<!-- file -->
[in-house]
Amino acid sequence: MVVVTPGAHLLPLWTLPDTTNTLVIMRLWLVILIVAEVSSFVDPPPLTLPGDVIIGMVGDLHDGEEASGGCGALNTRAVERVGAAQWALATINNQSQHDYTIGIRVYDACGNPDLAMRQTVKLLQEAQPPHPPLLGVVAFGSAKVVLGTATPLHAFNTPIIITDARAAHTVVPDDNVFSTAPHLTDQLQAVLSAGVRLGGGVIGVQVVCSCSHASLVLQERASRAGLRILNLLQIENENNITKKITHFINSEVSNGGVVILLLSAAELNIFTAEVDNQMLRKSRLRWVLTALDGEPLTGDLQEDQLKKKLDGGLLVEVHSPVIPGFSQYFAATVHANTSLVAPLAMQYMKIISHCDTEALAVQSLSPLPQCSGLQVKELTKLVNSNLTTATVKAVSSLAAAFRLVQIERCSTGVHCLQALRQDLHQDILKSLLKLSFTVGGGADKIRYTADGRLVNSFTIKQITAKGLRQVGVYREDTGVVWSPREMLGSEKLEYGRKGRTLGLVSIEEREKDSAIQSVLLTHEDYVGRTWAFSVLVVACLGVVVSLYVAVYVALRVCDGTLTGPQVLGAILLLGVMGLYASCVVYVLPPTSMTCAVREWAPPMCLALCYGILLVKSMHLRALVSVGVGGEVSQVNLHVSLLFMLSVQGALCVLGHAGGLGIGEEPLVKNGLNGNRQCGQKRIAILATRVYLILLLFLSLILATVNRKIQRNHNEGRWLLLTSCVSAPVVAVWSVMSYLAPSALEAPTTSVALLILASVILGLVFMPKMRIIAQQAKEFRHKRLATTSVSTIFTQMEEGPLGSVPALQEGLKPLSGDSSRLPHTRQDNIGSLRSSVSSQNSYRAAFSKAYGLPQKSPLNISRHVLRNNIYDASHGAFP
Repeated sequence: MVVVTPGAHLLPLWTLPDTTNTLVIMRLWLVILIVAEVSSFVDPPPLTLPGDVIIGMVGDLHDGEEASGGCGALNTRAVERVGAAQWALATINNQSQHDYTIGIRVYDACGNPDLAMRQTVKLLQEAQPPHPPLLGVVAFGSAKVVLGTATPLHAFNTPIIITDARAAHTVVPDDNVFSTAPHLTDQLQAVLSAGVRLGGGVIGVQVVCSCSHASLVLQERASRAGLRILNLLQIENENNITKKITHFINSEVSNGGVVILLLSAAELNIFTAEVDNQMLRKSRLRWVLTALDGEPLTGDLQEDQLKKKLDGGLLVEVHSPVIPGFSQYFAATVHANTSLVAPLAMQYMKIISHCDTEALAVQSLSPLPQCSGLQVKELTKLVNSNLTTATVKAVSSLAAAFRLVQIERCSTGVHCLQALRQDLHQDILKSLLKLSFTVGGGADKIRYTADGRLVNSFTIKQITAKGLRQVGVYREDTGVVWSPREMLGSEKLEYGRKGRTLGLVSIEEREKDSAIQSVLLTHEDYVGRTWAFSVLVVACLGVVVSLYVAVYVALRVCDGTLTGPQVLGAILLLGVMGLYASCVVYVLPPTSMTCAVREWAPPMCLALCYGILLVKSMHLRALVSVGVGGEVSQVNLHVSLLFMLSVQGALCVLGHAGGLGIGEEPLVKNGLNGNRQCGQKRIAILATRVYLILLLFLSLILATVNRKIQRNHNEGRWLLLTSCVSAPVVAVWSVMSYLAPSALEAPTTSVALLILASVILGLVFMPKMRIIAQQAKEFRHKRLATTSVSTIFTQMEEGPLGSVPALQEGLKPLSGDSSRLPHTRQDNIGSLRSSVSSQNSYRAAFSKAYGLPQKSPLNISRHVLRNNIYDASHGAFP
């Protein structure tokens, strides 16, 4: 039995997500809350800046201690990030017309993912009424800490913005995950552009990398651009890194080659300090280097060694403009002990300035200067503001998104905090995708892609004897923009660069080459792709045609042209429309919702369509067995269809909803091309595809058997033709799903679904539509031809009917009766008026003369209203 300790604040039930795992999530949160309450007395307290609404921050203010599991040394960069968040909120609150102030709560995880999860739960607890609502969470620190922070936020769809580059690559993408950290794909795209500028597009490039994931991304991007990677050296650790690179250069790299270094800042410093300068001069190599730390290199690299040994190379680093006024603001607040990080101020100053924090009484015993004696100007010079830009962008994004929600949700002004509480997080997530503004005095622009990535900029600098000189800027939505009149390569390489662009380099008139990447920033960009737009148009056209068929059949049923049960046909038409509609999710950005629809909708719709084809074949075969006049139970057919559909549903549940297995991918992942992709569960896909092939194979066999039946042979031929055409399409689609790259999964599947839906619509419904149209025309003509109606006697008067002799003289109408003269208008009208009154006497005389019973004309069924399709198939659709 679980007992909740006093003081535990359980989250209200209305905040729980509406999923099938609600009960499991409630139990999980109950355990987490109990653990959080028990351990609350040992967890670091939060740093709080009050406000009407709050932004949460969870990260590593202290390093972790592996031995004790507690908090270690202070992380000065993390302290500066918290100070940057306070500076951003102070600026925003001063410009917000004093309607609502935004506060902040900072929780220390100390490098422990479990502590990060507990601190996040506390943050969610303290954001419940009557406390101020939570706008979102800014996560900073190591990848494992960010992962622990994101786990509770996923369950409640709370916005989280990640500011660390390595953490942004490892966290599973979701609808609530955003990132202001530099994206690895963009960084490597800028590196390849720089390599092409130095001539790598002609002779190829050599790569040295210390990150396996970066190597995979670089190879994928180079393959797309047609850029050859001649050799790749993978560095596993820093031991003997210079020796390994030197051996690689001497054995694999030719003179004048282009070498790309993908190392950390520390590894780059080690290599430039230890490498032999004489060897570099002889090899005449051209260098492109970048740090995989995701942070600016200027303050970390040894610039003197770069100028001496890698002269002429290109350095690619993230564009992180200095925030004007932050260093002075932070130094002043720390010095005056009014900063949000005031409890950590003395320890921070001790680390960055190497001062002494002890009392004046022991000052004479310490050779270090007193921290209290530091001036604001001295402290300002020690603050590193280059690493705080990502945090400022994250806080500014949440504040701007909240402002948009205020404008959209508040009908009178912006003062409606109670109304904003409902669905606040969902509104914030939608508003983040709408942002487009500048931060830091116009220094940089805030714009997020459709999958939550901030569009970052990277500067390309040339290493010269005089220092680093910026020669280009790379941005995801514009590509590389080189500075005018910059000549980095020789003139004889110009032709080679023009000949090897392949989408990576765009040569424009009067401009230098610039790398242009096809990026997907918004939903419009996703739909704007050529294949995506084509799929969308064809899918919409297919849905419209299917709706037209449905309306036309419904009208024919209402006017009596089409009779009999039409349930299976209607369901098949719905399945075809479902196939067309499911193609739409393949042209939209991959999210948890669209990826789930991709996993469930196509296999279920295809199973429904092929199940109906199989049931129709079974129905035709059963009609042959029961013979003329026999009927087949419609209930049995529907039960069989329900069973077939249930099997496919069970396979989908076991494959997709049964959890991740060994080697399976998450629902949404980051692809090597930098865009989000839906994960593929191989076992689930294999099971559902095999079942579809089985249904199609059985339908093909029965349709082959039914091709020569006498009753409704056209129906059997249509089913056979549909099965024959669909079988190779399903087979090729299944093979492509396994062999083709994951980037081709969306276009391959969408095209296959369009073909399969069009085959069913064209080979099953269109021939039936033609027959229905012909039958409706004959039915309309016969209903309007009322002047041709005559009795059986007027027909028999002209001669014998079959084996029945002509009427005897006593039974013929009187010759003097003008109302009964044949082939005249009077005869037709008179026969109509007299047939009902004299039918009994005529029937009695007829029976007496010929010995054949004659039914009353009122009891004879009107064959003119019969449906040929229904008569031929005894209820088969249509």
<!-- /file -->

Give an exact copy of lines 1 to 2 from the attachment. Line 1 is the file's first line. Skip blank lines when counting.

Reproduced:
[in-house]
Amino acid sequence: MVVVTPGAHLLPLWTLPDTTNTLVIMRLWLVILIVAEVSSFVDPPPLTLPGDVIIGMVGDLHDGEEASGGCGALNTRAVERVGAAQWALATINNQSQHDYTIGIRVYDACGNPDLAMRQTVKLLQEAQPPHPPLLGVVAFGSAKVVLGTATPLHAFNTPIIITDARAAHTVVPDDNVFSTAPHLTDQLQAVLSAGVRLGGGVIGVQVVCSCSHASLVLQERASRAGLRILNLLQIENENNITKKITHFINSEVSNGGVVILLLSAAELNIFTAEVDNQMLRKSRLRWVLTALDGEPLTGDLQEDQLKKKLDGGLLVEVHSPVIPGFSQYFAATVHANTSLVAPLAMQYMKIISHCDTEALAVQSLSPLPQCSGLQVKELTKLVNSNLTTATVKAVSSLAAAFRLVQIERCSTGVHCLQALRQDLHQDILKSLLKLSFTVGGGADKIRYTADGRLVNSFTIKQITAKGLRQVGVYREDTGVVWSPREMLGSEKLEYGRKGRTLGLVSIEEREKDSAIQSVLLTHEDYVGRTWAFSVLVVACLGVVVSLYVAVYVALRVCDGTLTGPQVLGAILLLGVMGLYASCVVYVLPPTSMTCAVREWAPPMCLALCYGILLVKSMHLRALVSVGVGGEVSQVNLHVSLLFMLSVQGALCVLGHAGGLGIGEEPLVKNGLNGNRQCGQKRIAILATRVYLILLLFLSLILATVNRKIQRNHNEGRWLLLTSCVSAPVVAVWSVMSYLAPSALEAPTTSVALLILASVILGLVFMPKMRIIAQQAKEFRHKRLATTSVSTIFTQMEEGPLGSVPALQEGLKPLSGDSSRLPHTRQDNIGSLRSSVSSQNSYRAAFSKAYGLPQKSPLNISRHVLRNNIYDASHGAFP